The second site, www.pangasiusmap.com, maintains a database and map of 200 tra fish breeding areas of businesses and households in Cần Thơ City and the provinces of Đồng Tháp, Vĩnh Long, An Giang and Bến Tre, besides Tiền Giang that have 1,104 breeding ponds covering 1,230 hectares.
 
Users can easily find information about breeding areas, the number of tra fish businesses and households, and harvest forecasts on this map.
 

 
 
COLLECTING MARINE LITTER
Irish fishermen do their share for sustainable industry
 
The Bord Iascaigh Mhara (BIM), or Irish Sea Fisheries Board, recently launched the BIM Fishing for Litter programme, which enables fishermen to collect marine litter in heavy-duty Fishing for Litter bags that can be brought ashore for appropriate disposal and recycling.
 
This kind of initiative was originally developed by KIMO (Local Authorities International Environmental Organisation) and now has 75 member authorities.
 
'Sustainability is a key driver and priority for BIM and our fishing industry. Participation in this initiative can gain recognition for member vessels and their crews as Fishing for Litter contributes to BIM's Certification and Sustainability programmes and Bord Bia's Origin Green sustainability charter," said BIM CEO Tara McCarthy.
 
Ms McCarthy cited Ros a Mhíl fishing port as having "already set a very high standard in driving environmental responsibility".
 
"I would like to congratulate and recognise the members of Galway and Aran Fishermen's Co-op and Harbour Master Captain Connolly for their achievements to date", she added.
 
The BIM Fishing for Litter programme has 34 vessels participating in Union Hall, Castletownbere, Ros a Mhíl and Clogherhead fishing ports with Killybegs port also coming on board.
 
Ros a Mhíl is the key fishing port on the West Coast, landing 3,637 tonnes of seafood, predominantly shellfish, worth €12 million to the Irish economy.
 
Members of the Galway and Aran Fishermen's Co-operative are already active in embracing environmental initiatives including BIM's Fishing Net Recycling programme where nets are dismantled into a number of components, enabling the material to enter a number of recycling streams, thus diverting such material from landfill. To date, the port has recycled around 11 tonnes of fishing nets.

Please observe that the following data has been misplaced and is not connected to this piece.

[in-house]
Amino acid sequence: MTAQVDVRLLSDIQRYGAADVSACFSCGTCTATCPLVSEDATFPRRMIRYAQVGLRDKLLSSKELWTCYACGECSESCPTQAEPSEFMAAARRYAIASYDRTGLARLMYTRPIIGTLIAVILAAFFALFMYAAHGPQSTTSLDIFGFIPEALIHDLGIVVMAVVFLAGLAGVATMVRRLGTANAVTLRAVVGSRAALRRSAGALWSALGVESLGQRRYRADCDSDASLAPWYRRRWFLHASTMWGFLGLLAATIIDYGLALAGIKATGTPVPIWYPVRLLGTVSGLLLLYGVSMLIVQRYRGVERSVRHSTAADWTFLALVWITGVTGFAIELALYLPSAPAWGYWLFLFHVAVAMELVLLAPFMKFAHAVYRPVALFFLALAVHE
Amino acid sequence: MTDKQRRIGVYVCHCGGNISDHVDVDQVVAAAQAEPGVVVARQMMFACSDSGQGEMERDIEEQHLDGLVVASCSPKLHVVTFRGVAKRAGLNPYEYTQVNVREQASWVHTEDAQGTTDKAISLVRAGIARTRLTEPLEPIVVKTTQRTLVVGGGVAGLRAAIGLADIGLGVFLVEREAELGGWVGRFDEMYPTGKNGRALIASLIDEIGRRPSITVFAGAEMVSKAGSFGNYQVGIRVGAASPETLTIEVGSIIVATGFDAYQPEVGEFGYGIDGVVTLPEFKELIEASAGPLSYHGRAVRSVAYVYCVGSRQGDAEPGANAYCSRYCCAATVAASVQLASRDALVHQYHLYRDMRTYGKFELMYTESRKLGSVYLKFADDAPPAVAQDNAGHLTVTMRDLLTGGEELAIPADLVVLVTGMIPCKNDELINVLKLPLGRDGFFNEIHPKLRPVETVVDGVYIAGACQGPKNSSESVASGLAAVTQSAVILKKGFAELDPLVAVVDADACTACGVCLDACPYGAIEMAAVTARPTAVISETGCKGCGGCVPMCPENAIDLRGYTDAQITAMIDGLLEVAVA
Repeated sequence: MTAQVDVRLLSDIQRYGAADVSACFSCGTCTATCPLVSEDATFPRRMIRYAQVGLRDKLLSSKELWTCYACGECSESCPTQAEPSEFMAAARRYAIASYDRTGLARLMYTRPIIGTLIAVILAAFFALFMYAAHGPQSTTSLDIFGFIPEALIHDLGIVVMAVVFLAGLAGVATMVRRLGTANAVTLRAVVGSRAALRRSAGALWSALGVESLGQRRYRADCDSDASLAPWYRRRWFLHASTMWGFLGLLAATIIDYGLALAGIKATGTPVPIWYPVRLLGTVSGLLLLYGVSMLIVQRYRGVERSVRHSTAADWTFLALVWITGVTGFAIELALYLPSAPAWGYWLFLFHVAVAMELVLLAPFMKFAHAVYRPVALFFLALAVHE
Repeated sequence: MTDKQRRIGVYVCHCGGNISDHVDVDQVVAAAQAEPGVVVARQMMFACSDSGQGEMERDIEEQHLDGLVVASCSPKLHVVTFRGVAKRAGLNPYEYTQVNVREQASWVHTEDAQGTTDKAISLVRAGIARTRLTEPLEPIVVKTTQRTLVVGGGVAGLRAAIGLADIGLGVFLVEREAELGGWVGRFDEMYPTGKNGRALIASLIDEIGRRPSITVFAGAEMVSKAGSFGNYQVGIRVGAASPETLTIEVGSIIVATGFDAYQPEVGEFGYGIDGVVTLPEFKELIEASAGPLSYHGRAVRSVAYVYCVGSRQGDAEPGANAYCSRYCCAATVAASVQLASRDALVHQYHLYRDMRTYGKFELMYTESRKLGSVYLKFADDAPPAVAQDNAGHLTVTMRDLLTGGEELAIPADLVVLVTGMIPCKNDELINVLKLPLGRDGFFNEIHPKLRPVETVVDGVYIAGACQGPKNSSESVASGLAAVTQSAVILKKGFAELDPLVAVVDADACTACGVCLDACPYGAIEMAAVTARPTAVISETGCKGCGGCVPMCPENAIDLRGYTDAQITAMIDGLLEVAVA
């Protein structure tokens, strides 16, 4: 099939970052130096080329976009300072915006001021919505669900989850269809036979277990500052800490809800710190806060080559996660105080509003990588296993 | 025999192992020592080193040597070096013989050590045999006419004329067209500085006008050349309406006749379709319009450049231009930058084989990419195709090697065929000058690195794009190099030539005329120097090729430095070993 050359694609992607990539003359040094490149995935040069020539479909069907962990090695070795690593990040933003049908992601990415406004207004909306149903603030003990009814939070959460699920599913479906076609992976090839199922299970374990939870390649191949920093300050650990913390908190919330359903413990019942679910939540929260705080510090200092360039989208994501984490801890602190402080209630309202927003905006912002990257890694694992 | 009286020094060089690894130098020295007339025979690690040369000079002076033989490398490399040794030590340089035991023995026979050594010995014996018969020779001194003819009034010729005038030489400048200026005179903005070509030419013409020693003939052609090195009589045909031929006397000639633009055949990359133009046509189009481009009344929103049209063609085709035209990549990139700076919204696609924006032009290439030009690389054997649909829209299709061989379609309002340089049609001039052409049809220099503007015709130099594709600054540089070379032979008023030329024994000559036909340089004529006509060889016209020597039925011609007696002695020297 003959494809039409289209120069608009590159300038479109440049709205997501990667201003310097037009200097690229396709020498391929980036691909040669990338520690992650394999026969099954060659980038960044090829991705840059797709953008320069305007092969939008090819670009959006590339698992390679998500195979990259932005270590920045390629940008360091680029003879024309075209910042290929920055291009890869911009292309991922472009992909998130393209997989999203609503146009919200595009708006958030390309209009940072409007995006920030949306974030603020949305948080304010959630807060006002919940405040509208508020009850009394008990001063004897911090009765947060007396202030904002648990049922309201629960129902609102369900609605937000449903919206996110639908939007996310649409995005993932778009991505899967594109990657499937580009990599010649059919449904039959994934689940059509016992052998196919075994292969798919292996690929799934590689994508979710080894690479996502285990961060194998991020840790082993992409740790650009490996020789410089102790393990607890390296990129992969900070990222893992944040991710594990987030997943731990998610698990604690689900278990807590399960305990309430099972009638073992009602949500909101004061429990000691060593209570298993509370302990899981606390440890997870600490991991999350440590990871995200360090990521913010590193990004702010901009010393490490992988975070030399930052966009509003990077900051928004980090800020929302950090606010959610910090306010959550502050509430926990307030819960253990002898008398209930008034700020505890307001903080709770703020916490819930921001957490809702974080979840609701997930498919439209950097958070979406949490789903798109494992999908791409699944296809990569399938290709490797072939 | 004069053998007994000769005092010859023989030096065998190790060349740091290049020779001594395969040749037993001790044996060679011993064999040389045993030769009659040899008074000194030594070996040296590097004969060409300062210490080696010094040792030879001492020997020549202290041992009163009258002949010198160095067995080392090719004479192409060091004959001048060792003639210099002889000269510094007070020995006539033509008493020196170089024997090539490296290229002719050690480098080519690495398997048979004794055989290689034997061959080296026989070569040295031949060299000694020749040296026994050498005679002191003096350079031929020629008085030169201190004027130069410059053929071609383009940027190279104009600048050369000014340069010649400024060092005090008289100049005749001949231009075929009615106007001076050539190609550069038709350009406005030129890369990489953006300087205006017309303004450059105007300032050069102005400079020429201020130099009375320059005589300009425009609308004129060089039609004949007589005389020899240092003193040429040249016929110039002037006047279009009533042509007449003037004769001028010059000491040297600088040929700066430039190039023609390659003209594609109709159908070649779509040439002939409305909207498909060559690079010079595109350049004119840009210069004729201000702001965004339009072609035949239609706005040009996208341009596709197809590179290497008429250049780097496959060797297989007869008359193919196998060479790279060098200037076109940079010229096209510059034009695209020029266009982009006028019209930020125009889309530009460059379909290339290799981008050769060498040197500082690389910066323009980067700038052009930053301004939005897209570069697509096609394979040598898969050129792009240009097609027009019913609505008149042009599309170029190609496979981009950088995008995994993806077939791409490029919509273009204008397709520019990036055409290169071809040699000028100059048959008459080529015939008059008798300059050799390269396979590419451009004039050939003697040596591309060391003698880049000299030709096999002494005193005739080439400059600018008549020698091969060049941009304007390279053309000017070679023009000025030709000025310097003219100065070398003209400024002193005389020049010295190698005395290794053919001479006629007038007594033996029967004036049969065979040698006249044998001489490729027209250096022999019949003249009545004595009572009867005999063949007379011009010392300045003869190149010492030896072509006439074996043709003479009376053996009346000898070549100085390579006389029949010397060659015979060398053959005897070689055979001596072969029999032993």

The BIM Fishing for Litter programme is funded under the European Maritime and Fisheries Fund (EMFF).
 
 

delst asia

 

 
 
EFFORTS PAYING OFF
NZ seafood sector reduces its environmental impact 
 
The New Zealand seafood industry continues to take steps to reduce its impact on the marine environment, a government report released recently said.
 
Environment Secretary Vicky Robertson, said upon the release of the "Our Marine Environment 2016" report that changes in fishing practices in recent years have alleviated pressures on the marine environment.
 
"There have been some significant decreases in this area we expect are mostly due to the uptake of mitigation measures such as bird scaring and sea lion exclusion devices," Ms Robertson said.
 
"The number of seabirds caught by commercial fishing bycatch almost halved from around 9,000 in 2003 to 5,000 in 2013", she added.
 
Seafood New Zealand Chief Executive Tim Pankhurst says the industry's efforts to reduce its impact are paying off.
 
"All of the indicators show the seafood industry's comprehensive strategies to reduce its impact on the environment are working to ensure that the fish and other marine life are there for future generations of New Zealanders to enjoy", Pankhurst said.
 
"Industry has worked hard to reduce bycatch in recent years. The report notes that the drop is likely due in part to mitigation measures, such as bird scaring devices on fishing vessels.
 
"It's pleasing that the report notes that dolphins bycatch has decreased over the last decade as has fur seal bycatch. As with seabirds, the report notes that these decreases are thought to be partly due to increased use of mitigation measures."
 
The seafood industry also plays a significant role in the economy providing employment for over 47,000 people, a companion report released today by Statistics New Zealand said.
 
A separate report, New Zealand Marine Economy 2007-13, showed that fisheries and aquaculture contributed 22% of the marine economy, which accounts for 1.9% of the total gross domestic product (GDP).
 
"The seafood industry is one of the country's top export earners reaching $1.8 billion this year and what this report confirms is that it is a significant source of employment", Pankhurst said.
 

 
 
IMPORT BAN LIFTED
China biggest buyer of Vietnam black tiger shrimp
 
Vietnam's shrimp exports to China during the third quarter increased 11.7% to US$105.8 million compared with the same period last year, but down 12% compared with the previous quarter.
 
The decline from the second quarter was due to China's economic instability and the yuan devaluation, leading to temporary reduction in importing demand, according to the Vietnam Association of Seafood Exporters and Producers (Vasep).
 
Shrimp exports to this huge Asian market in the first nine months grew 30.3% to US$323.3 million year-on-year.
 
China is the fourth-largest market of Vietnamese shrimp, accounting for 14.4% of Vietnam's total shrimp exports. However, it is the largest importer of Vietnam black tiger shrimp. China is considered an alternative market with many potentials in the context of declining exports to traditional markets, Vasep said.
 
It will be recalled that on Dec 15, 2015, the ban on importing live black tiger into China was lifted, enabling enterprises to increase exports of black tiger to the market. China was the largest importer of Vietnamese black tiger shrimp with 58% share. China also imports 38% Vietnamese whiteleg shrimp and 3% of marine shrimp.
 
China mainly imported live/fresh/frozen shrimp (HS 03) from Vietnam.